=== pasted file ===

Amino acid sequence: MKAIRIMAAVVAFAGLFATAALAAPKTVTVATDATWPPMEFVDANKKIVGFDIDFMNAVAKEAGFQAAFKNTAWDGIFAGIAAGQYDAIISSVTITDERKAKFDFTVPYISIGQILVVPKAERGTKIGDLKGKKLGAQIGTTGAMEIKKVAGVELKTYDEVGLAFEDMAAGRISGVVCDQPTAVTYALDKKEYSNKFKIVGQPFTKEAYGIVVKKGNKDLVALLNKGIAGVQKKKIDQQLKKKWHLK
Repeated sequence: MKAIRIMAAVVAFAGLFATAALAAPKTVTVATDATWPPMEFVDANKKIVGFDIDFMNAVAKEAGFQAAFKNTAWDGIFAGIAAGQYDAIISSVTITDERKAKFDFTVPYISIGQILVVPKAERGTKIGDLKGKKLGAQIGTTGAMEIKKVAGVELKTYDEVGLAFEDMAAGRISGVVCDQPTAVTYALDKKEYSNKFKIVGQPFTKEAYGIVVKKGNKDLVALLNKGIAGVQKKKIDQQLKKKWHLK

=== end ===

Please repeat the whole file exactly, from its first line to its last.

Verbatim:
Amino acid sequence: MKAIRIMAAVVAFAGLFATAALAAPKTVTVATDATWPPMEFVDANKKIVGFDIDFMNAVAKEAGFQAAFKNTAWDGIFAGIAAGQYDAIISSVTITDERKAKFDFTVPYISIGQILVVPKAERGTKIGDLKGKKLGAQIGTTGAMEIKKVAGVELKTYDEVGLAFEDMAAGRISGVVCDQPTAVTYALDKKEYSNKFKIVGQPFTKEAYGIVVKKGNKDLVALLNKGIAGVQKKKIDQQLKKKWHLK
Repeated sequence: MKAIRIMAAVVAFAGLFATAALAAPKTVTVATDATWPPMEFVDANKKIVGFDIDFMNAVAKEAGFQAAFKNTAWDGIFAGIAAGQYDAIISSVTITDERKAKFDFTVPYISIGQILVVPKAERGTKIGDLKGKKLGAQIGTTGAMEIKKVAGVELKTYDEVGLAFEDMAAGRISGVVCDQPTAVTYALDKKEYSNKFKIVGQPFTKEAYGIVVKKGNKDLVALLNKGIAGVQKKKIDQQLKKKWHLK